Wreaths Across America: Remember – Honor – Teach

One man’s annual tribute to our veterans inspired a legion of volunteers who gave rise to the Wreaths Across America of today.


By Joe Fitzgerald, Post 3063 Color/Honor Guard Captain 


Merrill Worcester owner of Worcester Wreath Company in Harrington Maine was a 12 year old paper boy for the Bangor Daily News, when he won a trip to Washington, D.C and to Arlington National Cemetery, which left an indelible impression on him that followed him throughout his life and successful business career.

In 1992 his wreath company found that they had a surplus of wreaths left over from the holidays. Remembering his boyhood experience at Arlington he realized he had an opportunity to honor our country’s veterans. With the help from Maine Senator Olympia Snowe, arrangements were made for his wreaths to be placed at Arlington National Cemetery in one of the older sections of the cemetery that had been receiving fewer visitors with each passing year.

As plans were under way, a number of other organizations stepped up to help, including a trucking company as well as local volunteers, and the American Legion and VFW posts who helped with decorating and laying the wreaths that included a special ceremony and wreath placed at the Tomb of the Unknown Soldier.

The annual event went on quietly for several years until 2005 when a photo of the stones at Arlington adorned with the wreaths and covered in snow circulated around the internet.

Suddenly, the project received national attention. Thousands of requests poured in from all over the country from people wanting to help with Arlington, to emulate the Arlington project at their own National and State cemeteries, or to simply share their stories and thank Merrill for honoring our nation’s heroes.

It soon became obvious that the interest in honoring our fallen veterans was bigger than Arlington and bigger than this one company.

In 2007, the Worcester family along with veterans and other groups who had been helping with this annual ceremony — formed Wreaths Across America — a non profit organization formed to continue expanding this effort.

Their mission: REMEMBER…. our fallen U.S.veterans,
HONOR……… those who serve, TEACH……….. our children the value of freedom.

In 2008, the U.S. Congress unanimously voted Dec. 13 as Wreaths Across America day with the actual ceremony to be conducted each year on either the 2nd or 3rd Saturday in December. The number of participating locations had grown to over 300 involving hundreds of volunteers laying more than 105,000 wreaths!

Today, there are now more than 2,100 WAA ceremonies conducted across America and Puerto Rico, at sea and abroad assisted by various firms, civic organizations, and thousands of volunteers who lay several hundred thousand Wreaths.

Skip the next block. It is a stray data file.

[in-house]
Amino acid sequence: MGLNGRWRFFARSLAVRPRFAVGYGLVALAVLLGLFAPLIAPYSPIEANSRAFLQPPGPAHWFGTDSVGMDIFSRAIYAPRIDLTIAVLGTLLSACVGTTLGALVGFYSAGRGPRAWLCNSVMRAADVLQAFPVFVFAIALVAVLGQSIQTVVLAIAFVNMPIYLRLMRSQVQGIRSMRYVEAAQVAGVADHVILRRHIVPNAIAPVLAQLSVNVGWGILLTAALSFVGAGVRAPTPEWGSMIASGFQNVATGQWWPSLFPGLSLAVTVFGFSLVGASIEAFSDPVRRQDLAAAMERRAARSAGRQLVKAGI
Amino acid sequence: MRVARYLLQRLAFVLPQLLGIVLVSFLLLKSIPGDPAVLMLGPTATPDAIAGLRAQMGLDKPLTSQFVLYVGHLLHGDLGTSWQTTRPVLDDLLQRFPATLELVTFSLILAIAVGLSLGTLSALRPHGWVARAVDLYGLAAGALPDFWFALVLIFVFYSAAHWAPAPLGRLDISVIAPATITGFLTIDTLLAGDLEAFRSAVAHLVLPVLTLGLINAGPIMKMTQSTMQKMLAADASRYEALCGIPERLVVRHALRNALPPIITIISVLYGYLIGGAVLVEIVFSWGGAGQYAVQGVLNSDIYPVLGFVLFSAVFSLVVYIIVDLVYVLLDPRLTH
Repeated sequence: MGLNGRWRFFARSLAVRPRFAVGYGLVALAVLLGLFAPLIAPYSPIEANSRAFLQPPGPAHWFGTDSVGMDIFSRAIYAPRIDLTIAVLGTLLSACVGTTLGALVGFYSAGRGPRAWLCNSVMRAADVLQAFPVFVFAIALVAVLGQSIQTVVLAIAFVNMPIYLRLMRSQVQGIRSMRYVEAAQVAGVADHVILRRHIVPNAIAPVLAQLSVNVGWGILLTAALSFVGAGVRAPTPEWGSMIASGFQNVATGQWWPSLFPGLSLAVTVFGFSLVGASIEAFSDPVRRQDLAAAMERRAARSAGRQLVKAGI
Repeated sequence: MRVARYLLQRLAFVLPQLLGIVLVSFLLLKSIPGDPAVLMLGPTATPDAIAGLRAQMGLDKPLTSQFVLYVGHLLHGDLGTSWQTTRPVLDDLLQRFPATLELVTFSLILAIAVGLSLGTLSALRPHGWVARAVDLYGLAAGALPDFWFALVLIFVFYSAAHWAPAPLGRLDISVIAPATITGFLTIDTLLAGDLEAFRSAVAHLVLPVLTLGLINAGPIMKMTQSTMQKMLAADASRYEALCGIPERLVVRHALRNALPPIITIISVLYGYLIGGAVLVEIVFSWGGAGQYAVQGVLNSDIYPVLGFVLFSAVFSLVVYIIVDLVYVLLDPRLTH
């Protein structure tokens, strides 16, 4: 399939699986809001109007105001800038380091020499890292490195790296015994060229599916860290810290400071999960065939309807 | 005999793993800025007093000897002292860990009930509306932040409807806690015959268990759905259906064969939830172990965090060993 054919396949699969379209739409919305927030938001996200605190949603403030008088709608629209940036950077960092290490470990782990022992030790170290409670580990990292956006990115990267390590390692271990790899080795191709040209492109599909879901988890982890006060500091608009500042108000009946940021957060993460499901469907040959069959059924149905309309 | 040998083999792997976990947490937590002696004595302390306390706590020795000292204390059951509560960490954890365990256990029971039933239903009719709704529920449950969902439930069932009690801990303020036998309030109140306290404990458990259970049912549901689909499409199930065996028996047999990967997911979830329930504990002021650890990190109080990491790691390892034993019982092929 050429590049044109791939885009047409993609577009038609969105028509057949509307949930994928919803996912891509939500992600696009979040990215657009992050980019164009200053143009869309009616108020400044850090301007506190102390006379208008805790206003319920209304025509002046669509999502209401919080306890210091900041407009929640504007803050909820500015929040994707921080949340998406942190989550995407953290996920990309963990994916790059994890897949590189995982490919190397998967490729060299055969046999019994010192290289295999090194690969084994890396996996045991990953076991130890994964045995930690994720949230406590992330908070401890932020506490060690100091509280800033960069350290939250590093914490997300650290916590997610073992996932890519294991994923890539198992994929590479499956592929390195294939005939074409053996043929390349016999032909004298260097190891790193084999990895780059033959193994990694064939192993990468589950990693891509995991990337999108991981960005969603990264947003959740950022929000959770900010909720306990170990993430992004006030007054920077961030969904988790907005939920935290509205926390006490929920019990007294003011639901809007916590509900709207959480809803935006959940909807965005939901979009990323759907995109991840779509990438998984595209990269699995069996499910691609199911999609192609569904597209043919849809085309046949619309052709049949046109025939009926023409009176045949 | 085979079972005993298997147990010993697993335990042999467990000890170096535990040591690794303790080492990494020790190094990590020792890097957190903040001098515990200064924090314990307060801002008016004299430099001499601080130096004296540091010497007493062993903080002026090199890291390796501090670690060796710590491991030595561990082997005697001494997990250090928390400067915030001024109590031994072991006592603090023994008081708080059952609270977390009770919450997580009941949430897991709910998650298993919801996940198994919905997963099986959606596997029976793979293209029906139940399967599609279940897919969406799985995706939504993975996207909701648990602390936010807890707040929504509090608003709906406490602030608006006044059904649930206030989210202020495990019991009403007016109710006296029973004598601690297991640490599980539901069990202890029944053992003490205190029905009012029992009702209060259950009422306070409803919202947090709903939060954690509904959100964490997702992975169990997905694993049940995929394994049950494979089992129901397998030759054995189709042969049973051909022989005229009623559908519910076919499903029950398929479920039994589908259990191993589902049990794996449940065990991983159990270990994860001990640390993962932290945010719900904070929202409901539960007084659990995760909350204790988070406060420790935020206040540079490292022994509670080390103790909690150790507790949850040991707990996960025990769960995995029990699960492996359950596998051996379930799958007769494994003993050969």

Note: Dec 19, 2020, there will be more than 230,000 remembrance wreaths laid at Arlington National Cemetery alone!


BALLARD EAGELSON Post 3063 and the WAA
December 2015, several members our post joined with members of the Sons of the American Revolution (SAR) to conduct the Wreaths Across America ceremony at Lake View Cemetery in the Capital Hill area of Seattle.


This ceremony occurs at the base of the cemetery’s U.S. Flag pole situated on a knoll where 7 stands are mounted in a semi-circle to hold a special WAA remembrance wreath for each of the 5 branches of the U.S. Military, the Merchant Marines, and for all MIA/POW. This ceremony begins at 1200 noon at Arlington National Cemetery in Washington D.C. with all 1600 locations around the world simultaneously conducting the same ceremony at the same time.

December 2016 Post 3063 formed an Honor Guard Rifle team. This was the first year we conducted a three gun rifle salute as part of the ceremony at Lake View cemetery.

December 2017 – The Honor Guard was expanded to include a Color Guard as well, and a bugler to play taps at the ceremonies conclusion. Also added to the WAA ceremony is a two person Honor Guard salute as each Wreath is brought forward and posted on its respective stand.


The Ballard Eagleson Post 3063 Color/Honor Guard conducts various memorial and flag ceremonies throughout the year. With each new year comes additional requests for our participation and as such we are in constant need of additional members to join us and be a part of this rewarding experience. Anyone interested in becoming a member of this team can contact either me, or our Post Quartermaster Harold Rodenberger.


Honor guard members salute the SAR rep who placed the POW/MIA wreath during the ceremony.
Pam Wolfe, an Army veteran and current employee at Merrill Gardens Senior Living, played Taps after the honor guard performed a three-volley salute.
Post 3063 Honor Guard members (left to right): Harold Rodenberger, Bryce White, Bill Griffith, Dan Stokke and Joe Fitzgerald.